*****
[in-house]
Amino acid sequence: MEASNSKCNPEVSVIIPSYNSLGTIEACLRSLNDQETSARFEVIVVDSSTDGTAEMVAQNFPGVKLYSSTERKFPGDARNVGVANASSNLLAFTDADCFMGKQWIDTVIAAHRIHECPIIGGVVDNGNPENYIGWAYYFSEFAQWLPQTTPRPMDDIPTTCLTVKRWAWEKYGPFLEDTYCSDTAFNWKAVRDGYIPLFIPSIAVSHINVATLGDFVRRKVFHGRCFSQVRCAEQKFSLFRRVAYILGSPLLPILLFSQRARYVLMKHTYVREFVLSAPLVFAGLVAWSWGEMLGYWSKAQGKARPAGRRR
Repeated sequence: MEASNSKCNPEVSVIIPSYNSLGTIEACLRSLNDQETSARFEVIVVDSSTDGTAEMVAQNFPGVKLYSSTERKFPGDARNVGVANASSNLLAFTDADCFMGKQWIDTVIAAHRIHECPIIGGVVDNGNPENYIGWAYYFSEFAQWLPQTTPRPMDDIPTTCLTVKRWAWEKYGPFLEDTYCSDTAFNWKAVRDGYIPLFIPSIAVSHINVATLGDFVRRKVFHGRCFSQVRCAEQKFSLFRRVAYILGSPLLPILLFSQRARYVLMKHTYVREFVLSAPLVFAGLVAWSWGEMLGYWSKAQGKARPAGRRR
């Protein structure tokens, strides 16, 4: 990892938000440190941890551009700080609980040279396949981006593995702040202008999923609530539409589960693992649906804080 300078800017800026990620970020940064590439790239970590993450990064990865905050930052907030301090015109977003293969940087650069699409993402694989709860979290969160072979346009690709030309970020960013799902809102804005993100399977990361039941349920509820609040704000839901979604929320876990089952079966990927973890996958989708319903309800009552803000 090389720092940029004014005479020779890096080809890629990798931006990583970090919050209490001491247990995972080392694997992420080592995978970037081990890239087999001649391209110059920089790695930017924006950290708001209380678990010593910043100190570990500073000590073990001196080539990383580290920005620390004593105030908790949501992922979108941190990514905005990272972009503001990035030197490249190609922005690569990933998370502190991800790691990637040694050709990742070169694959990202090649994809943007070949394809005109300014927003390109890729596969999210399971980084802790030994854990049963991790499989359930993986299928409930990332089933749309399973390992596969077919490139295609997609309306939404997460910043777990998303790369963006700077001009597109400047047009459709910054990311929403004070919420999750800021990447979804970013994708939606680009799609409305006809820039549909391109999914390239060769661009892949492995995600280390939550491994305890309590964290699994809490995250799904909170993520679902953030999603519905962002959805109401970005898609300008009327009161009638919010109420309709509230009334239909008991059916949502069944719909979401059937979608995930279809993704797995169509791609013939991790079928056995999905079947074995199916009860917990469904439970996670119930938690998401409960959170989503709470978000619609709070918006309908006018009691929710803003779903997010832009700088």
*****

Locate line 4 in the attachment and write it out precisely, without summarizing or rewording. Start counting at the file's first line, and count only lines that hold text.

């Protein structure tokens, strides 16, 4: 990892938000440190941890551009700080609980040279396949981006593995702040202008999923609530539409589960693992649906804080 300078800017800026990620970020940064590439790239970590993450990064990865905050930052907030301090015109977003293969940087650069699409993402694989709860979290969160072979346009690709030309970020960013799902809102804005993100399977990361039941349920509820609040704000839901979604929320876990089952079966990927973890996958989708319903309800009552803000 090389720092940029004014005479020779890096080809890629990798931006990583970090919050209490001491247990995972080392694997992420080592995978970037081990890239087999001649391209110059920089790695930017924006950290708001209380678990010593910043100190570990500073000590073990001196080539990383580290920005620390004593105030908790949501992922979108941190990514905005990272972009503001990035030197490249190609922005690569990933998370502190991800790691990637040694050709990742070169694959990202090649994809943007070949394809005109300014927003390109890729596969999210399971980084802790030994854990049963991790499989359930993986299928409930990332089933749309399973390992596969077919490139295609997609309306939404997460910043777990998303790369963006700077001009597109400047047009459709910054990311929403004070919420999750800021990447979804970013994708939606680009799609409305006809820039549909391109999914390239060769661009892949492995995600280390939550491994305890309590964290699994809490995250799904909170993520679902953030999603519905962002959805109401970005898609300008009327009161009638919010109420309709509230009334239909008991059916949502069944719909979401059937979608995930279809993704797995169509791609013939991790079928056995999905079947074995199916009860917990469904439970996670119930938690998401409960959170989503709470978000619609709070918006309908006018009691929710803003779903997010832009700088």